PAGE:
Chalker star hits 1,000 as a junior

Submitted photo Chalker’s Jordan Kellar, left, stands with coach Matthew Yoder after becoming the first boys basketball player in the school’s history to reach 1,000 points as a junior.

SOUTHINGTON — For the first time in Chalker boys basketball history, a junior has reached the 1,000-point threshold. Junior Jordan Kellar hit the mark in the team’s last game of the season against Pymatuning Valley.

Knowing that he had the chance to be the first junior to achieve that feat, there was a lot of relief in Kellar’s mind when he scored his 1,000th point at the free throw line late in the game against the Lakers.

“Just a lot of relief and stuff,” Kellar said. “It was a lot of pressure to get it, because it was my junior year, and no boys at my school have ever done that. It was just a lot of relief and a lot of joy.”

As he hit the shot, the buzzer sounded for a timeout giving the team a chance to celebrate.

Chalker coach Matthew Yoder went over to his player, gave him a hug and some advice. Kellar on the other hand, just wanted to get back to the game as quickly as possible.

“Everybody acknowledges him, I go over and I give him a hug and as I’m giving him a hug, I’m giving him instructions on what to do next,” Yoder said. “‘Go over and hug your mom, your dad, tell everybody thank you, you know what to do.’

“He looks at me and goes, ‘Can I just go shoot my other free throw?’ “

While he obviously was excited about making history, the junior isn’t about the pomp and circumstance. Winning was the top priority.

“I just care about playing, getting the win and doing our best as a team,” Kellar said. “I don’t like to be selfish or whatever, so that was really it. I just wanted to get it done with.”

That lack of selfishness translates to his game as well.

While being the team’s leading scorer, averaging 18.8 points per game, Kellar doesn’t actively embrace that role, preferring to get the rest of his team involved.

“I’ve always tried to just fit the role that I need to do and never try and get mine,” Kellar said. “I’m there to just do what’s best for everyone. Distributing, I’ve always been told I do too much. Actually, some people tell me that I need to be a little more selfish. I don’t know, it’s just not really how I am I guess.

“My coach always tells me to be more assertive. That’s definitely something I’m going to be working on this offseason.”

Heading into his senior season, Kellar, the combo guard-forward, wants to put extra time into honing his skills as a ballhandler.

“I want to improve my guard play, like my shooting and I’m going to work on a lot of ballhandling,” Kellar said. “That kind of stuff is really where I think I need to improve the most.”

Kellar and the rest of the Chalker starting five return next season. With chemistry locked down between the players, the Wildcats expect the 2021-22 season to be a fun and successful year.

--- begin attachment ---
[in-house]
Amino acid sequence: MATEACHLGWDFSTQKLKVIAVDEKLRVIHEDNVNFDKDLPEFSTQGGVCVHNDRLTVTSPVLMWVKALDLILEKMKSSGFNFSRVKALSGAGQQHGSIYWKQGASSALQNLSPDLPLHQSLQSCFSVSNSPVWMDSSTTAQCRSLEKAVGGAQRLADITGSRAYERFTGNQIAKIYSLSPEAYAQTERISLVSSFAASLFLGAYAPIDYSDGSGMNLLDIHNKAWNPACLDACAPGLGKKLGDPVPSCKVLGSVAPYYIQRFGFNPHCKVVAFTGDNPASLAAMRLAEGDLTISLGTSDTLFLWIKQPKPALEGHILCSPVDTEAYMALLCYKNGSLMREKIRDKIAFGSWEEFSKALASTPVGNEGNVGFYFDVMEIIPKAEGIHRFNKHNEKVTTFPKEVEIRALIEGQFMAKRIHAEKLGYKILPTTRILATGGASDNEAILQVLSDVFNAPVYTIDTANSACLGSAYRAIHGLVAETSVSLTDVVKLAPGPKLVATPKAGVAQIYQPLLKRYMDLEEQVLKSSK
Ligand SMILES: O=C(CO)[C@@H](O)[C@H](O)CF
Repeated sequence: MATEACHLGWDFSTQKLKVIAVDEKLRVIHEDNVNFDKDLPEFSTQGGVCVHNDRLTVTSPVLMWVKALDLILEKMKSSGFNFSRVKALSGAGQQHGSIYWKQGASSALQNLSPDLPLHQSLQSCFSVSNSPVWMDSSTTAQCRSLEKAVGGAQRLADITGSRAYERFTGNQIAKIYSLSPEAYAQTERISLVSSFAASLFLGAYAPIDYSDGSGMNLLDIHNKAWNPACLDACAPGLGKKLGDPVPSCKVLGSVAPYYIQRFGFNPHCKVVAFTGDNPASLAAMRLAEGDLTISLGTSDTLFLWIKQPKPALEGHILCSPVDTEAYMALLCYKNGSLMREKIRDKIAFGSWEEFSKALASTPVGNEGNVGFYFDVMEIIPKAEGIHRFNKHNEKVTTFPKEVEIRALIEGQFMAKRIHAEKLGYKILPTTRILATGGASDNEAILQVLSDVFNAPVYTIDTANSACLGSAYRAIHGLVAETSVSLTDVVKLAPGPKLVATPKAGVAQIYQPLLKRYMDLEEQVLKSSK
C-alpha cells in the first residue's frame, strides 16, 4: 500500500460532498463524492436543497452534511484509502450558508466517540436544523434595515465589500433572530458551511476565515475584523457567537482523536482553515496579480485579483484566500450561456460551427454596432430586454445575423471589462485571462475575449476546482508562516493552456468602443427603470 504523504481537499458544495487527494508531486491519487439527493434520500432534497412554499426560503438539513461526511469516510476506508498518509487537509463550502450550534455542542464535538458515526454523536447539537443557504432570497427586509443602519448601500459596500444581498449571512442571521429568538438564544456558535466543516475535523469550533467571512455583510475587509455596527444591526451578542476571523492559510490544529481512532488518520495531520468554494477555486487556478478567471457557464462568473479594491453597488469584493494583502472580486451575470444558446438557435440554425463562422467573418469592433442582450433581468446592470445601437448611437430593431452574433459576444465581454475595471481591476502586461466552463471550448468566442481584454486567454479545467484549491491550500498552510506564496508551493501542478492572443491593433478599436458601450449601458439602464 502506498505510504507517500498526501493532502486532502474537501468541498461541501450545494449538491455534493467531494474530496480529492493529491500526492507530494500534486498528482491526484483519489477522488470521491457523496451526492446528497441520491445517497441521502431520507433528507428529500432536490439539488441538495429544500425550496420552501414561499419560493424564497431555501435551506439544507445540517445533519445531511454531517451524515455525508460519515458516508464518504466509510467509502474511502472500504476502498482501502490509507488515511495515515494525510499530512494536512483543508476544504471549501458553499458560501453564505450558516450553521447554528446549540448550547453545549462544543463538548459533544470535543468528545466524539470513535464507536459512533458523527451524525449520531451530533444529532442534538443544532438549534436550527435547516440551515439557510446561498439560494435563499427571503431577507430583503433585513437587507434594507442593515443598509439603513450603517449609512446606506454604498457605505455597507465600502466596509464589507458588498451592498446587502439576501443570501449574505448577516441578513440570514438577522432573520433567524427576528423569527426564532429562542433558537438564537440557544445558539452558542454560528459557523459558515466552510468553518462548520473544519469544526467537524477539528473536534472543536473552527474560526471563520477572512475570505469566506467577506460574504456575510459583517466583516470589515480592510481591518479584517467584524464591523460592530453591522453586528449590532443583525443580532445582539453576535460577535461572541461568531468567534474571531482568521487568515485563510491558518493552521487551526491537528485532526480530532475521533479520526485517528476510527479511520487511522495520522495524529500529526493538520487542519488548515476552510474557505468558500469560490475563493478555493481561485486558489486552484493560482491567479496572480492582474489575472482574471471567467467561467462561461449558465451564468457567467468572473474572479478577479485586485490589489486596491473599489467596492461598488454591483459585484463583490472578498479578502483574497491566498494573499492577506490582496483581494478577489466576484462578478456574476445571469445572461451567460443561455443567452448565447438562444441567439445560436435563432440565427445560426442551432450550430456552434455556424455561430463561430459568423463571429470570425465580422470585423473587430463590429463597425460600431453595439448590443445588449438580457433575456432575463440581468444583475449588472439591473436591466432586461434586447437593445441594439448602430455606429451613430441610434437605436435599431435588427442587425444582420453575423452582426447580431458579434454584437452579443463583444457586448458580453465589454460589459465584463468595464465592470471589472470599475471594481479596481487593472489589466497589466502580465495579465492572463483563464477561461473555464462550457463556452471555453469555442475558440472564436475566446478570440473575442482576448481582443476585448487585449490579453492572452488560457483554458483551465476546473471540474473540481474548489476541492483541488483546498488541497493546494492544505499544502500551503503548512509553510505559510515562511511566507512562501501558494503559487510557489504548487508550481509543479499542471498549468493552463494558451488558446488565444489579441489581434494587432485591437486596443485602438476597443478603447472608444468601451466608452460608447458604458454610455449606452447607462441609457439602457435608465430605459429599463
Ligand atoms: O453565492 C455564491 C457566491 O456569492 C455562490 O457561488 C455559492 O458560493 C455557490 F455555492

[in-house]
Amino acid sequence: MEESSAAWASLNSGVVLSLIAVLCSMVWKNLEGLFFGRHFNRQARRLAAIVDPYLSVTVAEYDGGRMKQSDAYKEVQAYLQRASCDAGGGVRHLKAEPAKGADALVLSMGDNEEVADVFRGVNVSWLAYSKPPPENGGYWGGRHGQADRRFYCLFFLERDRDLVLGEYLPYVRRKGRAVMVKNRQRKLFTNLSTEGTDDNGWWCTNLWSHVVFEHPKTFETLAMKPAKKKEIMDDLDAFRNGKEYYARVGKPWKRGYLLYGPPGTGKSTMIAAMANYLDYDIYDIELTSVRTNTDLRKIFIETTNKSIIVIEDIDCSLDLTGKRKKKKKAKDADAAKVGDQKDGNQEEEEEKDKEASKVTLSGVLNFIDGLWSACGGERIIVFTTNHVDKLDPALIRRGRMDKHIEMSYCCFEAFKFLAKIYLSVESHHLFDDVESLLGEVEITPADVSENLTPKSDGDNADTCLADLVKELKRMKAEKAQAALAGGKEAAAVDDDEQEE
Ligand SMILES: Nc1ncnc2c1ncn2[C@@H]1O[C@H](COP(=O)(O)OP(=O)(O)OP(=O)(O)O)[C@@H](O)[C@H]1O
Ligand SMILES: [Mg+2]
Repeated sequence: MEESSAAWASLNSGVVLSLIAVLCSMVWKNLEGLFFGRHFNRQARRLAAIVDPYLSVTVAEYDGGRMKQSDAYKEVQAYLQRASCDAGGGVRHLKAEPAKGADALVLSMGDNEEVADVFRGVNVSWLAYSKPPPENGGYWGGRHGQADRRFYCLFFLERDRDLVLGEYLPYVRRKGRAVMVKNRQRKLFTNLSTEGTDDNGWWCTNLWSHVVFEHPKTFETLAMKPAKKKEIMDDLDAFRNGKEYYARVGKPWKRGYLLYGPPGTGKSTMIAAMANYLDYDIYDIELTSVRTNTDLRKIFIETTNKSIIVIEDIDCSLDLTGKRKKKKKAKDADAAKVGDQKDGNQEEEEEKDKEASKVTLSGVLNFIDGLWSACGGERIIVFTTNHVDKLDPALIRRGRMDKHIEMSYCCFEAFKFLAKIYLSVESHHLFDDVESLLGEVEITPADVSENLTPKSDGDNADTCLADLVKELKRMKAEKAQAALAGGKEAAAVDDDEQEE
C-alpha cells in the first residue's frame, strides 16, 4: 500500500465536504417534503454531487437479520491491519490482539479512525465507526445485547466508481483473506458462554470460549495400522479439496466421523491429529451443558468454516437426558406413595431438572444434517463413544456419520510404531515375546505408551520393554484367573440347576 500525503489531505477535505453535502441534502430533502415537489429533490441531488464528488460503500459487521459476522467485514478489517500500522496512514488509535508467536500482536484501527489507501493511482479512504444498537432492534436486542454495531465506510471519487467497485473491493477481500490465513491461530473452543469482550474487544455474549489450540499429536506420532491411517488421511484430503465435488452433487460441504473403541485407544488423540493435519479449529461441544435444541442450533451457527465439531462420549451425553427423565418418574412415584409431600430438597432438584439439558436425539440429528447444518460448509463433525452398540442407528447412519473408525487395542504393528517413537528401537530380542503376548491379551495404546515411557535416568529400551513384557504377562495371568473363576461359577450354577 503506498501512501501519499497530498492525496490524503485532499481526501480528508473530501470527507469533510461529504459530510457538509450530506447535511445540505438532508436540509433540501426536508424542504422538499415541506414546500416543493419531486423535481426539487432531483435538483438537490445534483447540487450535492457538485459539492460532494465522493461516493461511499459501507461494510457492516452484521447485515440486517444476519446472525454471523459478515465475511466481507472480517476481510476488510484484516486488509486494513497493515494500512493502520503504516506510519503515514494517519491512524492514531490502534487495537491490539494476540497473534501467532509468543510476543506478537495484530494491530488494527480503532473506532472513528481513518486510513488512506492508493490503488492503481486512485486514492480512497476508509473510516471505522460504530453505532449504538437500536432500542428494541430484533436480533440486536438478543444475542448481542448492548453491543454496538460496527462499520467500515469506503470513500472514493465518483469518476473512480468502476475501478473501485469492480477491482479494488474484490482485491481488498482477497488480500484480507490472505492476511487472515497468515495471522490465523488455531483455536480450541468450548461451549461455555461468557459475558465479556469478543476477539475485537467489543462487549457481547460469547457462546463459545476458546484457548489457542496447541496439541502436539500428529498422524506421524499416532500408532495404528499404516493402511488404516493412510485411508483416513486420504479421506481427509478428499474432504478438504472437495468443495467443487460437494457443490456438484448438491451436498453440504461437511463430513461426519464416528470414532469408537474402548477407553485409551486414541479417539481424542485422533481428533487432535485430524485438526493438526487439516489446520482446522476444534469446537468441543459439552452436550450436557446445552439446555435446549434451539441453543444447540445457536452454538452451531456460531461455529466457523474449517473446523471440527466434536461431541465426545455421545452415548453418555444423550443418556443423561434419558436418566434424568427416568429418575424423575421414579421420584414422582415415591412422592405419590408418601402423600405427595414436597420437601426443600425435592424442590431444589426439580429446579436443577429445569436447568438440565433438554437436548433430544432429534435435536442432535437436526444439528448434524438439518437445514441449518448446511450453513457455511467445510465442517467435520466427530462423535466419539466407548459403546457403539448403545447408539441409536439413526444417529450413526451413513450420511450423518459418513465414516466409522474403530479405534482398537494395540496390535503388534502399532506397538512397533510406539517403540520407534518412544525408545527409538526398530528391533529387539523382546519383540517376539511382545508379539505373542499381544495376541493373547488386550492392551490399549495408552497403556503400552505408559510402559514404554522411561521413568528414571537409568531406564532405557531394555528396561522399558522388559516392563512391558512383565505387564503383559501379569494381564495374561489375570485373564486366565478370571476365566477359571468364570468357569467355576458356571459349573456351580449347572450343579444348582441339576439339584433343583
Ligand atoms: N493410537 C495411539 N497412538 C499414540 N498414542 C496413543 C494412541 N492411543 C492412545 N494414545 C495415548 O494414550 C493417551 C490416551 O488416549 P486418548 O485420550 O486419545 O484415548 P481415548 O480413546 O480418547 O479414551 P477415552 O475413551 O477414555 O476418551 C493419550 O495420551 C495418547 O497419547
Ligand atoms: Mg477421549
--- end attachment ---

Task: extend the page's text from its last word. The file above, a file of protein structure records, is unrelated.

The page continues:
“We’ve been playing together for two years now and it’s really great to have that team chemistry and play with the people you’ve been playing with,” Kellar said. “We all know the plays. You don’t have to re-go over that as much. It’s really great to play with the same guys. I think we really could have a great season. We just gotta make it happen.”

Prepping for next season was a part of Yoder’s plan this past season, as he scheduled extra games to further acclimate his young lineup to the speed of the varsity game.

“I valued games over practices for us because I thought that it would provide more to us as a program,” Yoder said. “Did we lose some games that we probably could have won if I would have valued practice more? Maybe. We might have had a little bit more success, but I value the games and use them as learning situations and to get better from that aspect rather than practicing to get better.

“When you have a player of Jordan’s caliber, and I started three sophomores this year, and you’re looking at what they’re bringing, number-wise, to the table, you don’t want to take away from them by not being able to play games.”

As for the next level, Kellar hasn’t given too much thought one way or the other, but colleges have shown interest in the junior, which has given him a reinvigorated interest in continuing to play.

“It was a great feeling,” Kellar said. “After I had one really good game, a (college) coach talked to me. It was a great feeling for sure. It definitely pushed me into wanting to keep going.”

Yoder and Keller have been together from the start. Upon moving over to the boys team from the girls team in Kellar’s freshman year, Yoder’s first move as coach was to ensure he’d be beginning his tenure as the boys coach with a talent like Kellar on the team.

“The day I got the email from the athletic director that I got the boys position, I literally got Jordan’s mom’s number, and I called her about five minutes afterward just to make sure that he was gonna stay in Southington,” Yoder said. “There was talk that he might leave and literally within five minutes I was on the phone with his mom making sure he was staying.”

Kellar stuck around and made history for the Wildcats. There’s still one milestone that’s left for him. After the 2020-21 season, Kellar sits at 1,004 points and now has his eyes set on the all-time leader, Trey Tietz, who scored 1,423 in his career with the Chalker.

If all goes well next season, Kellar will be able to set another new standard for the program.


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